“It is not a sign of good health to be well adjusted to a sick society”.------Krishnamurti
tangomonster is offline   Reply With Quote
Old 02-23-2014, 03:24 PM   #49
Recycles dryer sheets
 
Join Date: Jan 2014
Posts: 246
I grew up in a house where saving was a central tenet. My dad, a banker, was of the position that saving any amount is better than not saving at all, and the principal is of first importance, and the rate of return secondary. Really, can't have the second with out the first. I think sometimes the degree of attention on rate of return and inflation makes some folk just glaze over, and miss the central tenet.

We're in the middle of a societal shift from a high degree of expected protection in the matters of life from our employers, to less. The gov't is struggling with how much of the protection to take up, witness the angst over ACA and SS solvency. One would argue that essentially, a US citizen who worked at a job that paid into SS and Medicare is insured against destitution and (minor) disease in retirement, given the current program. I lean conservative, but I don't think that's such a bad concept.

I've sat down with my kid and had the "you can't do retirement like I am" conversation. I think he gets it; he's matching his employer's 401k at the age of 22. More parents need to have that conversation, maybe, but not that many may understand the need.

My main worry is for the folks who worked jobs that abrogate SSA/Medicare for some other plan, usually folks who work for state and local governments. They may be exposed to a double whammy: a badly managed pension program, and no insurance to mitigate it.
__________________
ggbutcher is offline   Reply With Quote
Old 02-23-2014, 04:48 PM   #50
Full time employment: Posting here.
 
Join Date: May 2007
Posts: 710
Quote:
Originally Posted by travelover View Post
I've got an in-law living on the edge, too. My conclusion is that mental health is a continuum ranging from slightly eccentric to stark raving mad. It seems that a surprisingly large portion of the population lives somewhere in the middle, hanging on by their finger nails. Whether you label them as mentally ill or just bad, lazy people, there seems to be no real solution.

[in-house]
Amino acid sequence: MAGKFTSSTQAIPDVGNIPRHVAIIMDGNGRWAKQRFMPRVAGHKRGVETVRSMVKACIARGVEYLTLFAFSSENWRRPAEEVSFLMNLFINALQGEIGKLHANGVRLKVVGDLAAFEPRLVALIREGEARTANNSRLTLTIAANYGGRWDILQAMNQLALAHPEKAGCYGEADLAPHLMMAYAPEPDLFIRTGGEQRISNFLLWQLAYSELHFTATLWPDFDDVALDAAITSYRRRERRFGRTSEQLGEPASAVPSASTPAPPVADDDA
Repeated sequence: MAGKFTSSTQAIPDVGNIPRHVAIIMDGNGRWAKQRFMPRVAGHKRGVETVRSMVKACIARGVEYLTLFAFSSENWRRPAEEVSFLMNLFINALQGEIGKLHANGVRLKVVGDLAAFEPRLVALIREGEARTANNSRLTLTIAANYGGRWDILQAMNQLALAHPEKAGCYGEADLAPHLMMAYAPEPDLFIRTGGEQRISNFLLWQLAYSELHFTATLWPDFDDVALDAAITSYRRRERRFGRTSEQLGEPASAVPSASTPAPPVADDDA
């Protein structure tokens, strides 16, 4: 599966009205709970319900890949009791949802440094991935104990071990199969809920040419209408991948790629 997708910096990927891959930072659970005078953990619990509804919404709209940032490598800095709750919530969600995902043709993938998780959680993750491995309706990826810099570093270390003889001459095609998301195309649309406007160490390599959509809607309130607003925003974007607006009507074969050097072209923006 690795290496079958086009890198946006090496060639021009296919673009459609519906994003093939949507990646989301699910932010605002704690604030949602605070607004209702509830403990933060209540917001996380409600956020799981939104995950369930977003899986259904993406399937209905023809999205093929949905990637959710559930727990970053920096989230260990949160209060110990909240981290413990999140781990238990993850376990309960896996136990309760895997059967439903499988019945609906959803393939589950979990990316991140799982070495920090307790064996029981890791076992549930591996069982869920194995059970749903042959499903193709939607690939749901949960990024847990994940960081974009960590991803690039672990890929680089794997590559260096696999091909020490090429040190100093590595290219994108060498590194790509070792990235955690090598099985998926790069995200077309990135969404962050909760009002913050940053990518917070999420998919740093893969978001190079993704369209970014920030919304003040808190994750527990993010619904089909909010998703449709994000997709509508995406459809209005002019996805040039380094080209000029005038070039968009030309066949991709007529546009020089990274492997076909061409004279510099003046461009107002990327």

Agree. A lot of people have undiagnosed mental illness arising often from a rough childhood. I know that many people have had difficult childhoods and overcame but for others it's tough. I thank my luck stars that I had good role models as a child. They valued education, hard work and dignity. They taught me that no matter how poor you are, you must have dignity.
__________________
Letj is offline   Reply With Quote
Old 02-23-2014, 08:30 PM   #51
Moderator Emeritus
aja8888's Avatar
 
Join Date: Apr 2011
Location: The Woodlands, TX
Posts: 7,166
I grew up poor, with alcoholic parents, but at least Dad worked and provided, although it was a meager existence. I saw all that poverty when I was 17 and decided to leave home and start out on my own. Dad passed soon after I graduated college with help from the G.I. Bill. Mom had to move in with sis in a house trailer in North Carolina. I never expected anyone to help me, nor did my sisters.

What's going on today is there seems to be the mindset that the government will "take care of you if you can't do it yourself". Well, hello folks, that ain't gonna happen when the millions of Boomers hit their 60's and can't pay their power bill.

Even the ACA is in for a surprise soon. All these policies with $6K out of pocket won't work for a lot of folks who signed on. Wait until the screaming starts about that.
__________________
aja8888 is offline   Reply With Quote
Old 02-23-2014, 09:09 PM   #52
Full time employment: Posting here.
Birdie Num Nums's Avatar
 
Join Date: Mar 2010
Location: Seattle-ish
Posts: 777
Quote:
Originally Posted by frayne View Post
Just another Yahoo filler, slow news day I guess.
Here's another one from Yahoo!

'I’m never going to be able to retire.'

Quote:
At age 58 and less than a decade away from retirement, Nancie Eichengreen, found herself having to start over from scratch.

It was 2012 and she had been laid off for the second time in 10 years from her job as a legal secretary. She spent a few years collecting unemployment benefits and dipping into her meager 401(k) savings to fill in the gaps.

“It’s kind of scary because I don’t envision a retirement for myself,” Eichengreen told Yahoo Finance. “I’m just going to have to keep working.” ...